The film industry needs strong laws to support copyright, strong enforcement of those laws, stiff sentences for people who violate those laws, Glickman said.
Recently, the MPAA calculated that losses due to Internet piracy for studios was around $6.1 billion in 2005. About $2.4 billion was lost to bootlegging (obtaining movies by either purchasing an illegally copied VHS/DVD/VCD or acquiring hard copies of bootleg movies), $1.4 billion to illegal copying and $2.3 billion to Internet piracy, obtaining movies by either downloading them from the Internet without paying or acquiring hard copies of illegally downloaded movies.
Of the $6.1-billion lost in revenue to the studios, approximate $1.2 billion came from piracy across the Asia-Pacific region, while piracy in the US accounted for $1.3 billion.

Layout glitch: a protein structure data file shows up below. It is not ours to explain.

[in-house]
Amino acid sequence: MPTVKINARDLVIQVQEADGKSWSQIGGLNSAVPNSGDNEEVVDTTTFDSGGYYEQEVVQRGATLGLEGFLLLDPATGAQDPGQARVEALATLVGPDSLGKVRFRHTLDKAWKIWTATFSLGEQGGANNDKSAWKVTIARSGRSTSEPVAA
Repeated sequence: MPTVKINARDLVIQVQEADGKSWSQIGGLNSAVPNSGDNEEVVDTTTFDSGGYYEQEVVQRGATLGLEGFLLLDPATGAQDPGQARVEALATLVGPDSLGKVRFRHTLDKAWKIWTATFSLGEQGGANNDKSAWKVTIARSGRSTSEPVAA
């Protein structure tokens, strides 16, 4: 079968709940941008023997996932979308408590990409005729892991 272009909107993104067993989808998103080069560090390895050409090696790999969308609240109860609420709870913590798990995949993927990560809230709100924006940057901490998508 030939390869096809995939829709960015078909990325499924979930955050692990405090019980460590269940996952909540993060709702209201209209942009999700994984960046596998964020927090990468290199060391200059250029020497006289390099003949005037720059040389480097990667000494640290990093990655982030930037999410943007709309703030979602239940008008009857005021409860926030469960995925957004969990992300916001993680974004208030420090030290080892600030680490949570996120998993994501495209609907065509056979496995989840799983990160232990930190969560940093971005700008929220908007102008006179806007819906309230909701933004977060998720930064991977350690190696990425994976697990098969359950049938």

In 2006, the MPAAs operations in the Asia-Pacific region investigated more than 30,000 cases of piracy and assisted law enforcement officials in conducting nearly 12,400 raids.
These activities resulted in the seizure of more than 35 million illegal optical discs, 50 factory optical disc production lines and 4,482 optical disc burners, as well as the initiation of more than 11,000 legal actions.